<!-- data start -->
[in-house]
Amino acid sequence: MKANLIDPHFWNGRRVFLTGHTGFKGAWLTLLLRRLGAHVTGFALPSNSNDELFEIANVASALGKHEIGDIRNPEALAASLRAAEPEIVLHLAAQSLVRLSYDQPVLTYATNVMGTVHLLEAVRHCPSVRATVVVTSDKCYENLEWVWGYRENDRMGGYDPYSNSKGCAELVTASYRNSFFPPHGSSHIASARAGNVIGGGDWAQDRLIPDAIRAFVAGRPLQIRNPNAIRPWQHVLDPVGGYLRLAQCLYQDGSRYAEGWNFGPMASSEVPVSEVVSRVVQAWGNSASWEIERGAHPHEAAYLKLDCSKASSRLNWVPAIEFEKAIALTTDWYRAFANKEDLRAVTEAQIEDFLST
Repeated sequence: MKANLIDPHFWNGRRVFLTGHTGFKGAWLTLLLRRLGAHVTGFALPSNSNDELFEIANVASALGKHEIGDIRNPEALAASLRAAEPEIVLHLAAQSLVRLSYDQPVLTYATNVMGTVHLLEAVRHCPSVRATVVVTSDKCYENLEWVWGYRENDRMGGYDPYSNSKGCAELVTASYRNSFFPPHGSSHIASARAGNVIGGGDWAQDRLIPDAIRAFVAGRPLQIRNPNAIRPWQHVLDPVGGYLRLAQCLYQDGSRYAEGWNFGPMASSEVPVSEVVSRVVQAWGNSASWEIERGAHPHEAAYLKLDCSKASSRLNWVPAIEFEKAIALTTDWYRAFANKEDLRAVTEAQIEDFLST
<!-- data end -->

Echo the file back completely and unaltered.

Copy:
[in-house]
Amino acid sequence: MKANLIDPHFWNGRRVFLTGHTGFKGAWLTLLLRRLGAHVTGFALPSNSNDELFEIANVASALGKHEIGDIRNPEALAASLRAAEPEIVLHLAAQSLVRLSYDQPVLTYATNVMGTVHLLEAVRHCPSVRATVVVTSDKCYENLEWVWGYRENDRMGGYDPYSNSKGCAELVTASYRNSFFPPHGSSHIASARAGNVIGGGDWAQDRLIPDAIRAFVAGRPLQIRNPNAIRPWQHVLDPVGGYLRLAQCLYQDGSRYAEGWNFGPMASSEVPVSEVVSRVVQAWGNSASWEIERGAHPHEAAYLKLDCSKASSRLNWVPAIEFEKAIALTTDWYRAFANKEDLRAVTEAQIEDFLST
Repeated sequence: MKANLIDPHFWNGRRVFLTGHTGFKGAWLTLLLRRLGAHVTGFALPSNSNDELFEIANVASALGKHEIGDIRNPEALAASLRAAEPEIVLHLAAQSLVRLSYDQPVLTYATNVMGTVHLLEAVRHCPSVRATVVVTSDKCYENLEWVWGYRENDRMGGYDPYSNSKGCAELVTASYRNSFFPPHGSSHIASARAGNVIGGGDWAQDRLIPDAIRAFVAGRPLQIRNPNAIRPWQHVLDPVGGYLRLAQCLYQDGSRYAEGWNFGPMASSEVPVSEVVSRVVQAWGNSASWEIERGAHPHEAAYLKLDCSKASSRLNWVPAIEFEKAIALTTDWYRAFANKEDLRAVTEAQIEDFLST